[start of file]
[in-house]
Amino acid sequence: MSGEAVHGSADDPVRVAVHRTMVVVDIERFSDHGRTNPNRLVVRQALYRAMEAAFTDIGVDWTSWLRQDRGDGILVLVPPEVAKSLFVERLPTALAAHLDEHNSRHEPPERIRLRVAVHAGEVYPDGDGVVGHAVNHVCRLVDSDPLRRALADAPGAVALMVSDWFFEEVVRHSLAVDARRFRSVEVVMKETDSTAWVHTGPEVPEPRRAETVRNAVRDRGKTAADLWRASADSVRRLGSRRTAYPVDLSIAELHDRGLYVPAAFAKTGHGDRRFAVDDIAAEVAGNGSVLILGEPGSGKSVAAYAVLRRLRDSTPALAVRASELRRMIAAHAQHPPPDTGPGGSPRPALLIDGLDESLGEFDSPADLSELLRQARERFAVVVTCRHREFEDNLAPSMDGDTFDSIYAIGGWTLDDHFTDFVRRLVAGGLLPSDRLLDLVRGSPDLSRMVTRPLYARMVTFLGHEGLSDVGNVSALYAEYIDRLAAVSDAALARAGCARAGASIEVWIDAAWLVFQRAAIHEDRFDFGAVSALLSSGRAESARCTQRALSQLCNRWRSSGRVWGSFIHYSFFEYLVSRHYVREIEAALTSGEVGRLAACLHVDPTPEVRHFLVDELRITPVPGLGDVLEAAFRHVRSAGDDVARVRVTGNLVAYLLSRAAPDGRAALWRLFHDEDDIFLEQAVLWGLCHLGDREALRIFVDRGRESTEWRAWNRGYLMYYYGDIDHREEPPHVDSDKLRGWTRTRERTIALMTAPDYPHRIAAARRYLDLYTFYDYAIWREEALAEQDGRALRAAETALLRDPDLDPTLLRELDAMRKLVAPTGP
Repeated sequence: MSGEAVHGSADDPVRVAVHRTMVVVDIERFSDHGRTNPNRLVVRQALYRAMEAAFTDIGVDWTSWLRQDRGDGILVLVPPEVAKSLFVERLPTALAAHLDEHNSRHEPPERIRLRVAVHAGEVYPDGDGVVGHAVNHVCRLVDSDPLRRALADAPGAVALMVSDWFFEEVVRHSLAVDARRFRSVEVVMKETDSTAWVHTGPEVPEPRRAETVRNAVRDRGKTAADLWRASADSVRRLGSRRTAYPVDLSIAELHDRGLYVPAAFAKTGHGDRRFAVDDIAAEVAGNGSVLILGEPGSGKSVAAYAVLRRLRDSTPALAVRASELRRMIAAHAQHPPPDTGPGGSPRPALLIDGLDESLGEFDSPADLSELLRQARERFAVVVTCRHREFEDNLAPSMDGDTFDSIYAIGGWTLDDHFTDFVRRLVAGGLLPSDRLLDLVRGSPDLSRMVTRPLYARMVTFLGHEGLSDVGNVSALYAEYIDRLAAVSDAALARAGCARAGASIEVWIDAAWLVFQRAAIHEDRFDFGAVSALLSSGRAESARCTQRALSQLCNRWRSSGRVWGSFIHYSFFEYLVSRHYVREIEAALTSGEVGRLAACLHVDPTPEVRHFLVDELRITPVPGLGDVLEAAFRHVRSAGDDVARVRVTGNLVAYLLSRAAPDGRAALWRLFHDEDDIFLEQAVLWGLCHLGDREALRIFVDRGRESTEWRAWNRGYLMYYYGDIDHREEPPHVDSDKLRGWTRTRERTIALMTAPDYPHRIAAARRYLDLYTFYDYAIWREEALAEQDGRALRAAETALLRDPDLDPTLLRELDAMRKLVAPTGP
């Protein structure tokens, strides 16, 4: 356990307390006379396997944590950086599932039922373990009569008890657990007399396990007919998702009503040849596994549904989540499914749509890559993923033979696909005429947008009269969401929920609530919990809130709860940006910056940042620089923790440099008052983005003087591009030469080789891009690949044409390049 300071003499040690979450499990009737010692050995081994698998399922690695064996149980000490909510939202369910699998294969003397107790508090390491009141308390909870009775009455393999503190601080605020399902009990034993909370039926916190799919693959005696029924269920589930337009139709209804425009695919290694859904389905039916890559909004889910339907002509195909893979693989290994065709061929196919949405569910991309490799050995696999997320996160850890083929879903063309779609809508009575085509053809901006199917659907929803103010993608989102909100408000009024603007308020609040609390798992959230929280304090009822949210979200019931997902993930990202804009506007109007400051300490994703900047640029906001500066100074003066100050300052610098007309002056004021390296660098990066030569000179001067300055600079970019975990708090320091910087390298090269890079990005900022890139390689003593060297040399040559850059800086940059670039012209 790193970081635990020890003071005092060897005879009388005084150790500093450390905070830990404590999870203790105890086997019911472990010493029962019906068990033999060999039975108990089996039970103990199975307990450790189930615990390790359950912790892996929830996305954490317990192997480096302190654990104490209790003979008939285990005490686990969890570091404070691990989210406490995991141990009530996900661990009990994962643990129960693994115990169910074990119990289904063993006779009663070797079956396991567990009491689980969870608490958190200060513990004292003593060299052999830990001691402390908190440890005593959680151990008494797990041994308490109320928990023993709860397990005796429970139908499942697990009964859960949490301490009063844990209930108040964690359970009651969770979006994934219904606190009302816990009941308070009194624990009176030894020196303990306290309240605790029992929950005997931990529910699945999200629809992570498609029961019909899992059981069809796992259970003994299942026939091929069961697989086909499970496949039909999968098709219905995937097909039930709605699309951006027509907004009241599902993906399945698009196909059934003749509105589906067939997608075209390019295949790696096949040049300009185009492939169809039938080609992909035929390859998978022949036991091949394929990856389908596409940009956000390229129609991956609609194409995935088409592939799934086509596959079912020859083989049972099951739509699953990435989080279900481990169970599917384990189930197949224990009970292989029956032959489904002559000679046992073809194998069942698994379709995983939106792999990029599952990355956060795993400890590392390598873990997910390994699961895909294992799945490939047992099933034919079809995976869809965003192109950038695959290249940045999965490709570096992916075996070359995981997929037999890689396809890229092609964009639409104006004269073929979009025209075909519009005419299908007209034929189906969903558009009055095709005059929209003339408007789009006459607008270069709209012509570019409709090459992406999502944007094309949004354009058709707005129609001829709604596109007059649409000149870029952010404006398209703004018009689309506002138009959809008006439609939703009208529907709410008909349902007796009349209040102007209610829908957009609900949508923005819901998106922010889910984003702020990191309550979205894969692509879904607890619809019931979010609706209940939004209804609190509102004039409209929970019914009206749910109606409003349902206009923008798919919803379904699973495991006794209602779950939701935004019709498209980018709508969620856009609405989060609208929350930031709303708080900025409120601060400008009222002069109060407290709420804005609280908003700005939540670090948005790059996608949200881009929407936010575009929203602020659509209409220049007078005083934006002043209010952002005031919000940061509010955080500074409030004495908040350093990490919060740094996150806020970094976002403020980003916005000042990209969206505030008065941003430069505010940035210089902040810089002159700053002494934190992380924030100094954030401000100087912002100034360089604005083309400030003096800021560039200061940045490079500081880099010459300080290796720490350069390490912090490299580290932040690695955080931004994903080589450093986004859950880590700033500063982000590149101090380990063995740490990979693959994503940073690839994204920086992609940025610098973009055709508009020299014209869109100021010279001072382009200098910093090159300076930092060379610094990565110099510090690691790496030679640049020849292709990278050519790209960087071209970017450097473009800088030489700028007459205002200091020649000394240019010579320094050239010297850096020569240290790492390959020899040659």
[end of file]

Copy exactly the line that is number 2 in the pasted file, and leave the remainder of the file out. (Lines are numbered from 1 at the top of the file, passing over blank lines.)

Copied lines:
Amino acid sequence: MSGEAVHGSADDPVRVAVHRTMVVVDIERFSDHGRTNPNRLVVRQALYRAMEAAFTDIGVDWTSWLRQDRGDGILVLVPPEVAKSLFVERLPTALAAHLDEHNSRHEPPERIRLRVAVHAGEVYPDGDGVVGHAVNHVCRLVDSDPLRRALADAPGAVALMVSDWFFEEVVRHSLAVDARRFRSVEVVMKETDSTAWVHTGPEVPEPRRAETVRNAVRDRGKTAADLWRASADSVRRLGSRRTAYPVDLSIAELHDRGLYVPAAFAKTGHGDRRFAVDDIAAEVAGNGSVLILGEPGSGKSVAAYAVLRRLRDSTPALAVRASELRRMIAAHAQHPPPDTGPGGSPRPALLIDGLDESLGEFDSPADLSELLRQARERFAVVVTCRHREFEDNLAPSMDGDTFDSIYAIGGWTLDDHFTDFVRRLVAGGLLPSDRLLDLVRGSPDLSRMVTRPLYARMVTFLGHEGLSDVGNVSALYAEYIDRLAAVSDAALARAGCARAGASIEVWIDAAWLVFQRAAIHEDRFDFGAVSALLSSGRAESARCTQRALSQLCNRWRSSGRVWGSFIHYSFFEYLVSRHYVREIEAALTSGEVGRLAACLHVDPTPEVRHFLVDELRITPVPGLGDVLEAAFRHVRSAGDDVARVRVTGNLVAYLLSRAAPDGRAALWRLFHDEDDIFLEQAVLWGLCHLGDREALRIFVDRGRESTEWRAWNRGYLMYYYGDIDHREEPPHVDSDKLRGWTRTRERTIALMTAPDYPHRIAAARRYLDLYTFYDYAIWREEALAEQDGRALRAAETALLRDPDLDPTLLRELDAMRKLVAPTGP